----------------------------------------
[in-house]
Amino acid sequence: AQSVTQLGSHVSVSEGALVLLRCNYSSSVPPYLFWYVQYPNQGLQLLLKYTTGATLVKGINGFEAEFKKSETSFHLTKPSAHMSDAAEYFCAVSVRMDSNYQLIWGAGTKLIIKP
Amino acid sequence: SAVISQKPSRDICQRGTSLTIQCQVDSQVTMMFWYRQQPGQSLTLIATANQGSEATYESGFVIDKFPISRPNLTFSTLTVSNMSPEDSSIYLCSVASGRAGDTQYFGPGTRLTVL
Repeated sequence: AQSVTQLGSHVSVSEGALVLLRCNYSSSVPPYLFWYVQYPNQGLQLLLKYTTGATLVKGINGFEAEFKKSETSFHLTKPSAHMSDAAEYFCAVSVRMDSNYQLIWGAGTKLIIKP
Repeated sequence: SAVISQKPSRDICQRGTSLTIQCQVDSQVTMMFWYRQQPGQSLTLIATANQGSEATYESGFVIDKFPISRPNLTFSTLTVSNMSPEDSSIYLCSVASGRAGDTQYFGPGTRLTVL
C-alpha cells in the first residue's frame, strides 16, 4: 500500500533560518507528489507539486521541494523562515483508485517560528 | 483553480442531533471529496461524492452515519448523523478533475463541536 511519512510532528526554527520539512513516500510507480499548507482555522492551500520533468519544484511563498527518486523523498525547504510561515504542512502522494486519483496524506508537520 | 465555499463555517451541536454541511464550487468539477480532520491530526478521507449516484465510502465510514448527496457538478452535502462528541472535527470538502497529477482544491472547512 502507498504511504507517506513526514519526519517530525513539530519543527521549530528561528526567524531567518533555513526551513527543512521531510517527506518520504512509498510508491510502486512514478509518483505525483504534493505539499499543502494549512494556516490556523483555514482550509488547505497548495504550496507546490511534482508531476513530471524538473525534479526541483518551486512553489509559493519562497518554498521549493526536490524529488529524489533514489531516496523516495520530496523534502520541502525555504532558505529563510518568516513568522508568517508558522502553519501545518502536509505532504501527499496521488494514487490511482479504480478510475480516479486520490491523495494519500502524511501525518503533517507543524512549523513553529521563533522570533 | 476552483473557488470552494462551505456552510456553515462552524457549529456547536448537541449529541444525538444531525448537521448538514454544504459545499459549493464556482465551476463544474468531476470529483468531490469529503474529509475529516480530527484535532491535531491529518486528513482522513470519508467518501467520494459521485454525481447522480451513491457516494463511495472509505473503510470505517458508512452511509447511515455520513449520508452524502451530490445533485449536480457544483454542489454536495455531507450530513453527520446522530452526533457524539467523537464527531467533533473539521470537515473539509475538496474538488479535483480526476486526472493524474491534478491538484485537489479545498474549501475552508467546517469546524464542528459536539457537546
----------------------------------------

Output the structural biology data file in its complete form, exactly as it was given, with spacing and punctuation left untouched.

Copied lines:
[in-house]
Amino acid sequence: AQSVTQLGSHVSVSEGALVLLRCNYSSSVPPYLFWYVQYPNQGLQLLLKYTTGATLVKGINGFEAEFKKSETSFHLTKPSAHMSDAAEYFCAVSVRMDSNYQLIWGAGTKLIIKP
Amino acid sequence: SAVISQKPSRDICQRGTSLTIQCQVDSQVTMMFWYRQQPGQSLTLIATANQGSEATYESGFVIDKFPISRPNLTFSTLTVSNMSPEDSSIYLCSVASGRAGDTQYFGPGTRLTVL
Repeated sequence: AQSVTQLGSHVSVSEGALVLLRCNYSSSVPPYLFWYVQYPNQGLQLLLKYTTGATLVKGINGFEAEFKKSETSFHLTKPSAHMSDAAEYFCAVSVRMDSNYQLIWGAGTKLIIKP
Repeated sequence: SAVISQKPSRDICQRGTSLTIQCQVDSQVTMMFWYRQQPGQSLTLIATANQGSEATYESGFVIDKFPISRPNLTFSTLTVSNMSPEDSSIYLCSVASGRAGDTQYFGPGTRLTVL
C-alpha cells in the first residue's frame, strides 16, 4: 500500500533560518507528489507539486521541494523562515483508485517560528 | 483553480442531533471529496461524492452515519448523523478533475463541536 511519512510532528526554527520539512513516500510507480499548507482555522492551500520533468519544484511563498527518486523523498525547504510561515504542512502522494486519483496524506508537520 | 465555499463555517451541536454541511464550487468539477480532520491530526478521507449516484465510502465510514448527496457538478452535502462528541472535527470538502497529477482544491472547512 502507498504511504507517506513526514519526519517530525513539530519543527521549530528561528526567524531567518533555513526551513527543512521531510517527506518520504512509498510508491510502486512514478509518483505525483504534493505539499499543502494549512494556516490556523483555514482550509488547505497548495504550496507546490511534482508531476513530471524538473525534479526541483518551486512553489509559493519562497518554498521549493526536490524529488529524489533514489531516496523516495520530496523534502520541502525555504532558505529563510518568516513568522508568517508558522502553519501545518502536509505532504501527499496521488494514487490511482479504480478510475480516479486520490491523495494519500502524511501525518503533517507543524512549523513553529521563533522570533 | 476552483473557488470552494462551505456552510456553515462552524457549529456547536448537541449529541444525538444531525448537521448538514454544504459545499459549493464556482465551476463544474468531476470529483468531490469529503474529509475529516480530527484535532491535531491529518486528513482522513470519508467518501467520494459521485454525481447522480451513491457516494463511495472509505473503510470505517458508512452511509447511515455520513449520508452524502451530490445533485449536480457544483454542489454536495455531507450530513453527520446522530452526533457524539467523537464527531467533533473539521470537515473539509475538496474538488479535483480526476486526472493524474491534478491538484485537489479545498474549501475552508467546517469546524464542528459536539457537546